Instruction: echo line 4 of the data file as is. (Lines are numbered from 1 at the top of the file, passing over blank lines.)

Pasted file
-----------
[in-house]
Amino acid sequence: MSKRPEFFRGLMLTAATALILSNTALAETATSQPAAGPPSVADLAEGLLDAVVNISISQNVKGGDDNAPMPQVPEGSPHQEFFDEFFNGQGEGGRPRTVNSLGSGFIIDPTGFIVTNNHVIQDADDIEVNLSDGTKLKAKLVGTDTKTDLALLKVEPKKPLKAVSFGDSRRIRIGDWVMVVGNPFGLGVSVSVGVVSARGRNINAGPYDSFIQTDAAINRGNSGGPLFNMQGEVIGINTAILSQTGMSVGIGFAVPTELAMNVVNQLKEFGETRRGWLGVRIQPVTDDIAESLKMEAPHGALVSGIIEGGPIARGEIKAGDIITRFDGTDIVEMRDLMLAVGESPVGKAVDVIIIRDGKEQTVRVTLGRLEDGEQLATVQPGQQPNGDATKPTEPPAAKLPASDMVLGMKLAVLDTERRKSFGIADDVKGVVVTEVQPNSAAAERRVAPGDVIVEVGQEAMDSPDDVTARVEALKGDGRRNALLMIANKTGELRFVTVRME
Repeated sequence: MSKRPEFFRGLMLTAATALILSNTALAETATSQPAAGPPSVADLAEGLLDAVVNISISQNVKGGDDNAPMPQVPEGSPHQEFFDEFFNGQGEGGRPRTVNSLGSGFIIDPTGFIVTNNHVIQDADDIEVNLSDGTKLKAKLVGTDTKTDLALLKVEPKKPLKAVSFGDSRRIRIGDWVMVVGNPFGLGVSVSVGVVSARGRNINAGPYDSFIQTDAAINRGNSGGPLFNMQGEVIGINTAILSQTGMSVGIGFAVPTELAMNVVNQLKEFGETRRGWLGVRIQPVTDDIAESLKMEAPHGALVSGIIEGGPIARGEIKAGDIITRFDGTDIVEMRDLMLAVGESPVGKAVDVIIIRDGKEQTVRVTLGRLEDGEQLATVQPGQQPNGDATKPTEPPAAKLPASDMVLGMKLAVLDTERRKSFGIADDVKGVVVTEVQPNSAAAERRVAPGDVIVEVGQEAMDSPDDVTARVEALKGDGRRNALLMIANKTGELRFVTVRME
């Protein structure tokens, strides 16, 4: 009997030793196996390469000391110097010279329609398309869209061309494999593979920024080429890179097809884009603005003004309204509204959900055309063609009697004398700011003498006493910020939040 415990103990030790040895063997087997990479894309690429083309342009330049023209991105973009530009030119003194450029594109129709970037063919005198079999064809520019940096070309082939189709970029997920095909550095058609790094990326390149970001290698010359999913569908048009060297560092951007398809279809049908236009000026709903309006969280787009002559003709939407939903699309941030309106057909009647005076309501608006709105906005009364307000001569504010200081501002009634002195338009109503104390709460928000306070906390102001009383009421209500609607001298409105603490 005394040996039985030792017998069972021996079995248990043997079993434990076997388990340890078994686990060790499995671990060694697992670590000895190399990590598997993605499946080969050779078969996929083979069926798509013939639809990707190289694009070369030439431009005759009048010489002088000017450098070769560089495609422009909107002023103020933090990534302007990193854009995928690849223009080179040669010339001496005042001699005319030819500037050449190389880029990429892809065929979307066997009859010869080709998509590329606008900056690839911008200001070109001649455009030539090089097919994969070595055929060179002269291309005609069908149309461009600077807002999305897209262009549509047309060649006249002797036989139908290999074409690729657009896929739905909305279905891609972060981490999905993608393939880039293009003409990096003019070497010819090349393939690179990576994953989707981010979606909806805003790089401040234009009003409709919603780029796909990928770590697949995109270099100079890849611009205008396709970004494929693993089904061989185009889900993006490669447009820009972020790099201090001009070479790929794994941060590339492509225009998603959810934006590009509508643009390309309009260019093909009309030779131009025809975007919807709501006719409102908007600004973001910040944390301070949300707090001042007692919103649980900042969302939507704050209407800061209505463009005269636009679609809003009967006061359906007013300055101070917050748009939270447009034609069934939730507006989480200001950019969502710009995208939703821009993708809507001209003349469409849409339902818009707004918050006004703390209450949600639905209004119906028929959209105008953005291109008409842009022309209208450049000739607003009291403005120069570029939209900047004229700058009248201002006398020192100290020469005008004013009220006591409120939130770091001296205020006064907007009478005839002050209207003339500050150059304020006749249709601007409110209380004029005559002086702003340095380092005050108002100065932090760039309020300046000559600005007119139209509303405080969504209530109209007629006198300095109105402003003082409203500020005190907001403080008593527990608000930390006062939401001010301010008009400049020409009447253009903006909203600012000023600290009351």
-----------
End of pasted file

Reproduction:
């Protein structure tokens, strides 16, 4: 009997030793196996390469000391110097010279329609398309869209061309494999593979920024080429890179097809884009603005003004309204509204959900055309063609009697004398700011003498006493910020939040 415990103990030790040895063997087997990479894309690429083309342009330049023209991105973009530009030119003194450029594109129709970037063919005198079999064809520019940096070309082939189709970029997920095909550095058609790094990326390149970001290698010359999913569908048009060297560092951007398809279809049908236009000026709903309006969280787009002559003709939407939903699309941030309106057909009647005076309501608006709105906005009364307000001569504010200081501002009634002195338009109503104390709460928000306070906390102001009383009421209500609607001298409105603490 005394040996039985030792017998069972021996079995248990043997079993434990076997388990340890078994686990060790499995671990060694697992670590000895190399990590598997993605499946080969050779078969996929083979069926798509013939639809990707190289694009070369030439431009005759009048010489002088000017450098070769560089495609422009909107002023103020933090990534302007990193854009995928690849223009080179040669010339001496005042001699005319030819500037050449190389880029990429892809065929979307066997009859010869080709998509590329606008900056690839911008200001070109001649455009030539090089097919994969070595055929060179002269291309005609069908149309461009600077807002999305897209262009549509047309060649006249002797036989139908290999074409690729657009896929739905909305279905891609972060981490999905993608393939880039293009003409990096003019070497010819090349393939690179990576994953989707981010979606909806805003790089401040234009009003409709919603780029796909990928770590697949995109270099100079890849611009205008396709970004494929693993089904061989185009889900993006490669447009820009972020790099201090001009070479790929794994941060590339492509225009998603959810934006590009509508643009390309309009260019093909009309030779131009025809975007919807709501006719409102908007600004973001910040944390301070949300707090001042007692919103649980900042969302939507704050209407800061209505463009005269636009679609809003009967006061359906007013300055101070917050748009939270447009034609069934939730507006989480200001950019969502710009995208939703821009993708809507001209003349469409849409339902818009707004918050006004703390209450949600639905209004119906028929959209105008953005291109008409842009022309209208450049000739607003009291403005120069570029939209900047004229700058009248201002006398020192100290020469005008004013009220006591409120939130770091001296205020006064907007009478005839002050209207003339500050150059304020006749249709601007409110209380004029005559002086702003340095380092005050108002100065932090760039309020300046000559600005007119139209509303405080969504209530109209007629006198300095109105402003003082409203500020005190907001403080008593527990608000930390006062939401001010301010008009400049020409009447253009903006909203600012000023600290009351």